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The German Emigrants title pages


Preparations for a Voyage.  Taking leave of home.

"In the spring of the year 1851 there was an unusual stir and bustle in the village of Joachimsthal.  The rage for emigration and a restless longing to try their luck and perhaps make a fortune beyond the seas, had attained a height bordering on frenzy amongst the good folks inhabiting that part of the country where the village lay.  The greater portion of the villagers had sold their houses and farms, and inscribed their names as emigrants, according to legal enactment.  Neither the paternal remonstrances of the grey-headed minister, nor the brotherly advice of the schoolmaster, a man in the prime of life, could avail to shake their resolution.  The excitement was daily gaining ground to such an extent, that the agent of an American Emigration Company was welcomed and honored as a special messenger sent by providence.  Such a one it was who had taken up his abode in the house of farmer Traugott Wohlgemuth, who was more infatuated than anybody else with everything American, and heeded neither wife or child.

Wohlgemuth had been very well off in the world.  He was reckoned an excellent farmer and brick-maker and had formerly been a miner, and would have been considered a most worthy man by the whole parish, but for one failing, which was the being of a litigious disposition.  This propensity had cost him a deal of money, and had entangled him in the outbreaks during the year 1849.  He did not see that he was himself in the wrong, but grumbled, and determined to leave his native country.  His persuasions won over his wife Marie and all his neighbours to adopt his views.  He sold his farm for less than its value, and we now find him spending the last day in his house, which is already sold.  Having talked till she was tired, his wife was weak enough to follow him unconditionally, while his only child, the boy Fred, was quite delighted at the thoughts of the voyage.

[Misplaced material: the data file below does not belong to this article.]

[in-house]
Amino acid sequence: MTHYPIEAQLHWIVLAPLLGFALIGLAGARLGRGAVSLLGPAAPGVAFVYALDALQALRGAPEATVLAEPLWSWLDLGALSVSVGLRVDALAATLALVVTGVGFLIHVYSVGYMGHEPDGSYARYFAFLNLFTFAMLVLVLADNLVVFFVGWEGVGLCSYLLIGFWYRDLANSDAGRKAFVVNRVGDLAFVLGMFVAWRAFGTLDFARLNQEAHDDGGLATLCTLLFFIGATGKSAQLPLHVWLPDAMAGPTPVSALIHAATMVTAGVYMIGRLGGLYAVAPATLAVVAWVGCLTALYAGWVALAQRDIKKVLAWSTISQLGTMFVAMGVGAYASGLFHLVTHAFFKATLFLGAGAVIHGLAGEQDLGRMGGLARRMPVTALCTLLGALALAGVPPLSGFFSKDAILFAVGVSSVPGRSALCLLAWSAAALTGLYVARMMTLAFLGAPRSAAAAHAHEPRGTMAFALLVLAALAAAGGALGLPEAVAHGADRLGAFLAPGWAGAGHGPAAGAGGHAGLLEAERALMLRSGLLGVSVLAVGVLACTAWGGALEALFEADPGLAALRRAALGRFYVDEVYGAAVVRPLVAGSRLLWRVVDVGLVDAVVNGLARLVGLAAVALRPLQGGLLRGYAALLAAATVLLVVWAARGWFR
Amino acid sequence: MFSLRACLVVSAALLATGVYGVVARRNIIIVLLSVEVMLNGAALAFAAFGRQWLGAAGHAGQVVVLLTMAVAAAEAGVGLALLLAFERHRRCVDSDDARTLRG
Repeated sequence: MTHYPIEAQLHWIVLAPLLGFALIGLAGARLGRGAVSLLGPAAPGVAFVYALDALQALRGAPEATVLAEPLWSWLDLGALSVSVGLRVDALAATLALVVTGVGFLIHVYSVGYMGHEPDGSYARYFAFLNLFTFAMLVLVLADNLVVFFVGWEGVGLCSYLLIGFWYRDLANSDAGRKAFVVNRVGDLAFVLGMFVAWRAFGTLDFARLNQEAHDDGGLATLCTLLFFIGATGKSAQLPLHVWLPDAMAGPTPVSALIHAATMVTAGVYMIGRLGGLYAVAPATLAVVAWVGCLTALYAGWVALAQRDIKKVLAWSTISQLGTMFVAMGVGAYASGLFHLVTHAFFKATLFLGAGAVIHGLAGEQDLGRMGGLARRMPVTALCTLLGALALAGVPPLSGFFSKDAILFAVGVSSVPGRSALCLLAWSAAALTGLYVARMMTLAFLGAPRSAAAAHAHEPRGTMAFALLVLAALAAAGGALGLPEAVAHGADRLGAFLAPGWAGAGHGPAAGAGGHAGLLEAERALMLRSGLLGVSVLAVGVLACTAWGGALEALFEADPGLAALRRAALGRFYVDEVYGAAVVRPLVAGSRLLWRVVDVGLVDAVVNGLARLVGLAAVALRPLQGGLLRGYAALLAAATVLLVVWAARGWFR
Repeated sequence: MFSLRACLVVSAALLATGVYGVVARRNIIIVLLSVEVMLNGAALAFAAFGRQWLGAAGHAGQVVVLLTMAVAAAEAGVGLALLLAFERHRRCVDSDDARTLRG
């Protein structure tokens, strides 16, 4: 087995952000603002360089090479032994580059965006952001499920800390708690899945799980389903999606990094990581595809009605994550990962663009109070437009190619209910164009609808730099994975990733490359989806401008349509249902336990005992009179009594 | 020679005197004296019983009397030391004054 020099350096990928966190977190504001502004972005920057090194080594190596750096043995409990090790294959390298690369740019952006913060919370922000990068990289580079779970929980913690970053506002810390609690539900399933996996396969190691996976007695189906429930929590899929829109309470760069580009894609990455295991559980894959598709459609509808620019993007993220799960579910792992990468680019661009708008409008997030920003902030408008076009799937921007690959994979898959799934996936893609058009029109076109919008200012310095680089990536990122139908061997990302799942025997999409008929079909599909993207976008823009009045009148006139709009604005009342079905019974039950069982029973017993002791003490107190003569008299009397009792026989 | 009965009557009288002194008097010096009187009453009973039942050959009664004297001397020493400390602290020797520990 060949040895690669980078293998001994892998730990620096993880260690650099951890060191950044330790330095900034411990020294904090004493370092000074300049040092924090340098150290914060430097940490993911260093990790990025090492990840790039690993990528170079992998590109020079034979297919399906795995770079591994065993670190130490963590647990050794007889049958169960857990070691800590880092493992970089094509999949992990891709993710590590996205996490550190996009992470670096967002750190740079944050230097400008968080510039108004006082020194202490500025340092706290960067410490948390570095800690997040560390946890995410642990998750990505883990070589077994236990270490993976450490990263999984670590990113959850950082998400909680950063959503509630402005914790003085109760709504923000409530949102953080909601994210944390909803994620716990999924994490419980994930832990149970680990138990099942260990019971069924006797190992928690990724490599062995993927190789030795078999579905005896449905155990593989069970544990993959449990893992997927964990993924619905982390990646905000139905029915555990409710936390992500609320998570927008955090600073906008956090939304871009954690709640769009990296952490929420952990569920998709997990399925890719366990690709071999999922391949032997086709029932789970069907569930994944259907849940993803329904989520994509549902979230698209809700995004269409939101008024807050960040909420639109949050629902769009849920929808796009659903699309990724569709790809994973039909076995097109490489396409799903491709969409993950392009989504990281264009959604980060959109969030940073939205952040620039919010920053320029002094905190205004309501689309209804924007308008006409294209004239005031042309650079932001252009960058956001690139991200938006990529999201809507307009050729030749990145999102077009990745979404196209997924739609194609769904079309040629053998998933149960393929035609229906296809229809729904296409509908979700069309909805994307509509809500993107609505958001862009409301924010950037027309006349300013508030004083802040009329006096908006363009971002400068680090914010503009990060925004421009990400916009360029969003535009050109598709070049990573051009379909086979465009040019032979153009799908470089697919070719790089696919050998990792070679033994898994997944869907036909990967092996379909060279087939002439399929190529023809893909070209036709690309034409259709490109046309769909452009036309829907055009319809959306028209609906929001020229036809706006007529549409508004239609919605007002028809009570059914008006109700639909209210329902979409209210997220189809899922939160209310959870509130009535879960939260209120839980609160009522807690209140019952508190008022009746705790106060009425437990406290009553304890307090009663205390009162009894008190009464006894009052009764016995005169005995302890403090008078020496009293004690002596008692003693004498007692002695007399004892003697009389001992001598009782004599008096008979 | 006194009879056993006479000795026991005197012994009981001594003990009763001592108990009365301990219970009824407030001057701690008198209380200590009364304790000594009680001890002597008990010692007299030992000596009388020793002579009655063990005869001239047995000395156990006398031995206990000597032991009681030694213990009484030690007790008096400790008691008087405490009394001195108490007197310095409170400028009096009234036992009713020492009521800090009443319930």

Fred was eleven years old, and a pretty, lively, healthy looking child, but rather greedy and froward.  He did not get on much with his book, at school, but he was very handy at all light kinds of work, such as basket weaving, netting, and so forth--and he had learnt to beat the drum from the village watchman.

The hour for bidding farewell to their native place had now come.  The emigrants went to church for the last time, and received the minister's blessing, many of them shedding tears all the while.

Last of all Fred went to see his godfather, the clergyman, who dismissed him with this piece of advice: 'Let God be ever before your eyes and in your heart.'

The coaches and horses stood in readiness just outside the village, and the travellers now drove to the neighbouring river leading to Bremen on the Weser, where a steamer took them and their luggage on board, and conveyed them to the seaport called Bremerhaven, from whence they all embarked in the steamer Columbia, Captain Gottfried.

It was a bright, beautiful spring day when they heaved anchor, and put out to sea.

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